DID YOU KNOW you can “like” this newsletter or any post on the GCU Community blog, or include them in your social bookmarks? Or Google +1 them! Just click the title of the post, which takes you to the permanent link page. At the bottom of the page you’ll see buttons for social sites like Facebook, Reddit, StumbleUpon, etc.


The next Newsletter will be published on September 1, 2011

9 Comments leave one →
  1. October 6, 2011 2:47 pm

    Great advice as usual . . .THANK YOU Corrie! I know that I certainly have already seen the benefit of a good description in the artists’ notes. I still have hundreds to add descriptions to, but it will get done eventually . . . LOL!

  2. October 6, 2011 4:56 pm

    And I’ve seen huge benefits from the Critique Clinic! 🙂 I just sold 7 more “Thank You” cards yesterday that underwent the fabulous scrutiny of my peers after I submitted it to a recent clinic session (!

    Thank you, Corrie! And thank you, too, Doreen for your excellent feature: A Dash of Inspiration – a Cup of Creativity! I love all your fantastic resources and tips that you provide. 🙂


  3. October 6, 2011 7:06 pm


    you, nene, and doreen, have a ton of knowledge about card design and the business. Any chance all of the community newsletters and tips can be compiled into a book or pamphlet that can be purchased? It’s all very helpful for me and I’d pay for a central resource I can hold in my hand. Just a thought! thanks as always 🙂

    • October 7, 2011 5:26 am

      How about a .pdf document you could print out?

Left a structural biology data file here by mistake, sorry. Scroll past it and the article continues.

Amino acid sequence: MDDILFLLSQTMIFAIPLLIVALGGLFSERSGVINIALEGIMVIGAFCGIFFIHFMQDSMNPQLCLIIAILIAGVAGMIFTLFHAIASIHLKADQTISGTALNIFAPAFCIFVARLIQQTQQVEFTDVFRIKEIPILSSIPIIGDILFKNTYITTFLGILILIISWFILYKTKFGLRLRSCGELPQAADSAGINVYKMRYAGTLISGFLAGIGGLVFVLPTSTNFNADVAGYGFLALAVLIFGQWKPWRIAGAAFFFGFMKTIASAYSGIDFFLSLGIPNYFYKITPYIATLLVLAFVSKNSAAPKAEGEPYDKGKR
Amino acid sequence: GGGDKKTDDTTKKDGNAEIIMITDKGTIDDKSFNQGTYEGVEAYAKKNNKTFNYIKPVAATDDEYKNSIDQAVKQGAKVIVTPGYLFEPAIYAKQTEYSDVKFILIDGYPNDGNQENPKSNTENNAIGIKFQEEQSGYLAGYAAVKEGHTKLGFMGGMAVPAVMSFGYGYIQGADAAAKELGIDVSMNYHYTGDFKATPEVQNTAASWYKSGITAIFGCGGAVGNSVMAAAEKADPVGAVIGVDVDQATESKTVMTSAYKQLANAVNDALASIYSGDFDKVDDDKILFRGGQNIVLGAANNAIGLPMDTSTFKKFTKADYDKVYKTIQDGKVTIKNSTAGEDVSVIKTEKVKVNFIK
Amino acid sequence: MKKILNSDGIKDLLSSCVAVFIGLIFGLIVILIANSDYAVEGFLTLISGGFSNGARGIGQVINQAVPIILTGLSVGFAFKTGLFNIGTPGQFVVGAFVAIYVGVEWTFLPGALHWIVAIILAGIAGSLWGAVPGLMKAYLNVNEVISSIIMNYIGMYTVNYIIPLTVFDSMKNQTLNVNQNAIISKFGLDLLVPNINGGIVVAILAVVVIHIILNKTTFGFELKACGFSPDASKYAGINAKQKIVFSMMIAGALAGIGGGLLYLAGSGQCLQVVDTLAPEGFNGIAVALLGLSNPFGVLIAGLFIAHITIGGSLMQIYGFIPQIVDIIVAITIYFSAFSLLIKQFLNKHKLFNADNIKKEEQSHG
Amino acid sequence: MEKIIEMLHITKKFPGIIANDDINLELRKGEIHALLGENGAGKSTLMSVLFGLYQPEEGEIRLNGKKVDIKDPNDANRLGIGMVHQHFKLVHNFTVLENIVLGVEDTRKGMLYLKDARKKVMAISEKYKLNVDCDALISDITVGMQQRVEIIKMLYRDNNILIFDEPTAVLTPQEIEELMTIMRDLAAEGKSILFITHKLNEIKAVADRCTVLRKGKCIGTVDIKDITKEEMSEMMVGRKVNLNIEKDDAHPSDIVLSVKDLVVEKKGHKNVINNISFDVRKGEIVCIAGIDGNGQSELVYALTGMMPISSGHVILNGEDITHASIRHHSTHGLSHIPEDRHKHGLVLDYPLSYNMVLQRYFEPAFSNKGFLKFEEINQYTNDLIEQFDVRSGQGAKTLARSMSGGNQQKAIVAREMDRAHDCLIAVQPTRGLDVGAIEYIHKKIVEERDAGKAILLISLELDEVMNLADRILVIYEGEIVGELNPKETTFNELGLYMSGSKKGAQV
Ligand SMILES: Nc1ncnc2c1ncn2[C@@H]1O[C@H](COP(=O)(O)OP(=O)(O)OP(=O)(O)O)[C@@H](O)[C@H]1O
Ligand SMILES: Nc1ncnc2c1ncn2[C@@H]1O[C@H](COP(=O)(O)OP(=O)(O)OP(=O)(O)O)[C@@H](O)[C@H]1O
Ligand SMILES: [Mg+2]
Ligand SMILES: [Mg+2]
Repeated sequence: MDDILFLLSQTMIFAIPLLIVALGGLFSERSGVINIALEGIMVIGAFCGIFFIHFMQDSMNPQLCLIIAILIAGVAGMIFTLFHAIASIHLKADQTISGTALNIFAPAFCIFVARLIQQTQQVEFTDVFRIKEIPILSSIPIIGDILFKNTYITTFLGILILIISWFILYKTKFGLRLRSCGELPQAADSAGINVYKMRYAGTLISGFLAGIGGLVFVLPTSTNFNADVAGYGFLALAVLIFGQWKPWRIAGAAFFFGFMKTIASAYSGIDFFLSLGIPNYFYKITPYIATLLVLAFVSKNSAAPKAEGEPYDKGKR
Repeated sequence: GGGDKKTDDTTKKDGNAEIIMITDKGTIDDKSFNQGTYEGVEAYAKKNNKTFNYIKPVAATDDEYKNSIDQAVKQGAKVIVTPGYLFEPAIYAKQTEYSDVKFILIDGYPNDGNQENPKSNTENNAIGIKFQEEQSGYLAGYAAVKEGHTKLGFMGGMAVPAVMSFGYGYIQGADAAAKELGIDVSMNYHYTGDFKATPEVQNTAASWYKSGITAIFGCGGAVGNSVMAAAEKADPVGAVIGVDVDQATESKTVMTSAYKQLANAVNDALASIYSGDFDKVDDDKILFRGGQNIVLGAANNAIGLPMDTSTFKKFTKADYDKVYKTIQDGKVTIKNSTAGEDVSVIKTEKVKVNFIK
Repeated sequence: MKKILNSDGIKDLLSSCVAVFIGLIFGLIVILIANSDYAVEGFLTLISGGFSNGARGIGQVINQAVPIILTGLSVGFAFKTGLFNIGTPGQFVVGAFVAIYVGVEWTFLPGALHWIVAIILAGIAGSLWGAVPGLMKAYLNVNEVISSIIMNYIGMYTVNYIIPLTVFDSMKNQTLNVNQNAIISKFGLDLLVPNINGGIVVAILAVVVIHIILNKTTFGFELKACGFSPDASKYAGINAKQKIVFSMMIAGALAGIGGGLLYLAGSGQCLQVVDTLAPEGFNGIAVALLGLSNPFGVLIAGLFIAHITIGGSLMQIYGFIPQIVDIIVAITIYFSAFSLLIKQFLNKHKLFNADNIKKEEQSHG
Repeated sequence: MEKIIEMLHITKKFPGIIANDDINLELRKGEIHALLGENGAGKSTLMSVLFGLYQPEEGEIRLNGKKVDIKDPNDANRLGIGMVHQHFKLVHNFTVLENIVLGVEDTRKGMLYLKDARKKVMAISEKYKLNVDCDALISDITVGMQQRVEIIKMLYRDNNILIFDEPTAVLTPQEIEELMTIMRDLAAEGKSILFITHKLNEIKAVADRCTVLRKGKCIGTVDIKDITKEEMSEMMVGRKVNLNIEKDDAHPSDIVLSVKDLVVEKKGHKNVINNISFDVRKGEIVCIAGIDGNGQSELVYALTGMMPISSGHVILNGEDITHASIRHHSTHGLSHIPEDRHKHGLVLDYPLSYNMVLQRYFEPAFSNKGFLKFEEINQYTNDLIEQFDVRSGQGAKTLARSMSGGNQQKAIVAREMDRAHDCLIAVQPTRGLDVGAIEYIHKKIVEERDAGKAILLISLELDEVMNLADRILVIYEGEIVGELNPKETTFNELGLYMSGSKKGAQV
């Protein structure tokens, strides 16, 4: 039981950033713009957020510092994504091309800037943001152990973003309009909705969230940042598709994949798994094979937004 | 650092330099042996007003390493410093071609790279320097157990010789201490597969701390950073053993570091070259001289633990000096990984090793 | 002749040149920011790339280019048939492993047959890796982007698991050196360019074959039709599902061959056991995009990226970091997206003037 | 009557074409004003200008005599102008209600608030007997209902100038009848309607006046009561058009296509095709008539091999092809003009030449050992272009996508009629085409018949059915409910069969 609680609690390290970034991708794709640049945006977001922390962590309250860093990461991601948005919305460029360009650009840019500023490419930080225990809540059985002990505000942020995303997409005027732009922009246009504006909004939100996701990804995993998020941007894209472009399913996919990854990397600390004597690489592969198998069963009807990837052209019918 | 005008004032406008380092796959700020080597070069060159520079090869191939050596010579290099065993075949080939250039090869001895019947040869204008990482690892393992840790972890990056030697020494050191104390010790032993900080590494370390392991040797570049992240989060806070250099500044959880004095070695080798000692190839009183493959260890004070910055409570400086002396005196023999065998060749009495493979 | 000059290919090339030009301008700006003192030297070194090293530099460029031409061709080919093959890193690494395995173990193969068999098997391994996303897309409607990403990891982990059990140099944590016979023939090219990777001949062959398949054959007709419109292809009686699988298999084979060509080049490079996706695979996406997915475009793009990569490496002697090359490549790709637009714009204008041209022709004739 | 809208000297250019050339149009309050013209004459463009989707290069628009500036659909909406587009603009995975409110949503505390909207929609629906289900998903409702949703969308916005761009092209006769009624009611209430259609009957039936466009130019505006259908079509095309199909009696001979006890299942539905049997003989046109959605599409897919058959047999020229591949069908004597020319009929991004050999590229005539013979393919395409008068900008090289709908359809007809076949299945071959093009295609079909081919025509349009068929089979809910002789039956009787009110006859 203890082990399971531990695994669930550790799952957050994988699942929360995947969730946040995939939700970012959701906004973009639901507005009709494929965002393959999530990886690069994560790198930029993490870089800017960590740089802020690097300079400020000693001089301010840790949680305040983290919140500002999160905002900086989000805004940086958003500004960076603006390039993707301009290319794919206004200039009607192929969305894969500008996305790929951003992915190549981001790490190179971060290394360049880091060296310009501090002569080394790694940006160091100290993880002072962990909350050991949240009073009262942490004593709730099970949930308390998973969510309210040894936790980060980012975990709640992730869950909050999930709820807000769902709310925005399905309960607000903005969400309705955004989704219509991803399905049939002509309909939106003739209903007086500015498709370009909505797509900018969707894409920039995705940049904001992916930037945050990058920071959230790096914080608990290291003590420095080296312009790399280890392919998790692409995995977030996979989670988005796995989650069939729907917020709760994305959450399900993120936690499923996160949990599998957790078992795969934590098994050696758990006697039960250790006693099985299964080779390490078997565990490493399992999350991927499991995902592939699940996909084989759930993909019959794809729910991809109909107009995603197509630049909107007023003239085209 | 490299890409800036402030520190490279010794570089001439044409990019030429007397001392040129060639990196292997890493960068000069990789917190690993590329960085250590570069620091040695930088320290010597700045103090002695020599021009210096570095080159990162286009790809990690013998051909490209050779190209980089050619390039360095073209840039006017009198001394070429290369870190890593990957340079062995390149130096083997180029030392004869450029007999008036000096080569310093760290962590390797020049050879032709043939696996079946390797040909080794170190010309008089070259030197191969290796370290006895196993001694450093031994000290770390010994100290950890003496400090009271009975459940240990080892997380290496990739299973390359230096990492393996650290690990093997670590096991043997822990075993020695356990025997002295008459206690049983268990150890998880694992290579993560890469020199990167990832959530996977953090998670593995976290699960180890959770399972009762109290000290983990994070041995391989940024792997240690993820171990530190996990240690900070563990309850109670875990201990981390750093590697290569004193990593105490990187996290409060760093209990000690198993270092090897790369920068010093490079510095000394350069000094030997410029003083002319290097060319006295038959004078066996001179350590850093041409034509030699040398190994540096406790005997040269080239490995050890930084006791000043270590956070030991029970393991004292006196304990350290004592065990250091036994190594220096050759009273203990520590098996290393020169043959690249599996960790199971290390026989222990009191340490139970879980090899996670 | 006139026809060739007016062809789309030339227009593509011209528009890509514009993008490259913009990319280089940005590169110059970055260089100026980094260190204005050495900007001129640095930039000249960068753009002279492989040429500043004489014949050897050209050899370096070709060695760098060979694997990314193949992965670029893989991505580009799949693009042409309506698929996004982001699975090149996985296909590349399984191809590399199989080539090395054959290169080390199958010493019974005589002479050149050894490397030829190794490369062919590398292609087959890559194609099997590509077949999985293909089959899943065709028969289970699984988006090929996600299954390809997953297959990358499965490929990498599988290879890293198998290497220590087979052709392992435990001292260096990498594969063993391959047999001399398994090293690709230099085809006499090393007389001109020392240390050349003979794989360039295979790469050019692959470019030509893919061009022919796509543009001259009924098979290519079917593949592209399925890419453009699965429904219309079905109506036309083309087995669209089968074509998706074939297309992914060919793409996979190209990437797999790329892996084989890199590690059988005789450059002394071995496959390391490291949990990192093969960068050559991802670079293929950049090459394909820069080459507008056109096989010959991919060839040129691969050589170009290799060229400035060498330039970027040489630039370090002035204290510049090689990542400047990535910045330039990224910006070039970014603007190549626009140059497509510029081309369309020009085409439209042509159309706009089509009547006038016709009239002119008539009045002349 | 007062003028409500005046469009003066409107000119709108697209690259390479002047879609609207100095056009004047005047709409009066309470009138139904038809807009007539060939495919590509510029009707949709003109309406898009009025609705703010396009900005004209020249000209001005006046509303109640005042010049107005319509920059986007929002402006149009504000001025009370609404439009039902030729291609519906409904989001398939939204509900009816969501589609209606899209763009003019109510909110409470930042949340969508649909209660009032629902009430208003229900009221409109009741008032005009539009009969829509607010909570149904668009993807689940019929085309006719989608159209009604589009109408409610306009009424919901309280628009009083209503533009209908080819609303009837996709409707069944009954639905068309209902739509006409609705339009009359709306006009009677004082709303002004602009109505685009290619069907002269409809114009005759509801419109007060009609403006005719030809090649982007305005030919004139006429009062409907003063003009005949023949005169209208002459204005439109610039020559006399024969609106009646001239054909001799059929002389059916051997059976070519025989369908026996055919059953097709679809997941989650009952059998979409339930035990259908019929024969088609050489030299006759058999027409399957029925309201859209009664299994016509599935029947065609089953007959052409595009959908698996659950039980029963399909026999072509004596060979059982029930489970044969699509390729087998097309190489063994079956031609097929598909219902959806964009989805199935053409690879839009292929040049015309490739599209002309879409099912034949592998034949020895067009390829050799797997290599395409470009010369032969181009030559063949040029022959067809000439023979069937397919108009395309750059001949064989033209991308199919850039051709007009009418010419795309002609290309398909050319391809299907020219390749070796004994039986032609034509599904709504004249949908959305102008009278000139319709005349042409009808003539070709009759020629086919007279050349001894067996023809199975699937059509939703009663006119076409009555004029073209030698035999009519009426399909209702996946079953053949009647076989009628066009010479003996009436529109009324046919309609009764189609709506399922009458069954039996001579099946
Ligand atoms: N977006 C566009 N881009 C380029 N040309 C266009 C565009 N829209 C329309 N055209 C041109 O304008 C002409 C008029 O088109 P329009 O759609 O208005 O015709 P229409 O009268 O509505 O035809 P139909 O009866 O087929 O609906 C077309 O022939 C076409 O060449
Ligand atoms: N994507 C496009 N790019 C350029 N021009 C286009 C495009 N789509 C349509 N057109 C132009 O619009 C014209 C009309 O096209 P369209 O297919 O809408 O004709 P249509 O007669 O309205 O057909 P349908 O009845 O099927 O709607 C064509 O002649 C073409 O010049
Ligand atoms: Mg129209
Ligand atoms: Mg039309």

And the rest of the artists… would you find a printable .pdf of tips, etc. useful?


      • October 7, 2011 5:58 am

        Yes! but only if I can pay for it or make a donation. I’m not looking to make more work for you-I was thinking of a win-win thing 🙂 thnx

      • October 7, 2011 6:43 am

        OK, at the moment I’ve got some pressing projects, but I’ll try to find the time to put something together. It may take a while, though.


      • October 7, 2011 12:47 pm

        I think that would be AWESOME, Corrie! I’d pay for it, too, because it would be THE most helpful resource available to greeting card artists (great idea, Sharon!). 🙂

        Also, I’ve been remiss in all the times I’ve thanked you two, Corrie and Doreen, and not included Nene. Nene, I know you work incredibly hard, too, and our community would not be what it is today without you. So here’s a very heartfelt “THANK YOU” to you, now. 😀

        Eternally grateful,
        Cindy 🙂

  4. October 7, 2011 6:43 pm

    I appreciate it 🙂 Maybe I can figure out how to do it? Would it be okay if someone else put it together?

    • October 13, 2011 9:03 am

      You’re welcome to print out anything on this blog… I think there’s a PRINT button at the bottom of each post.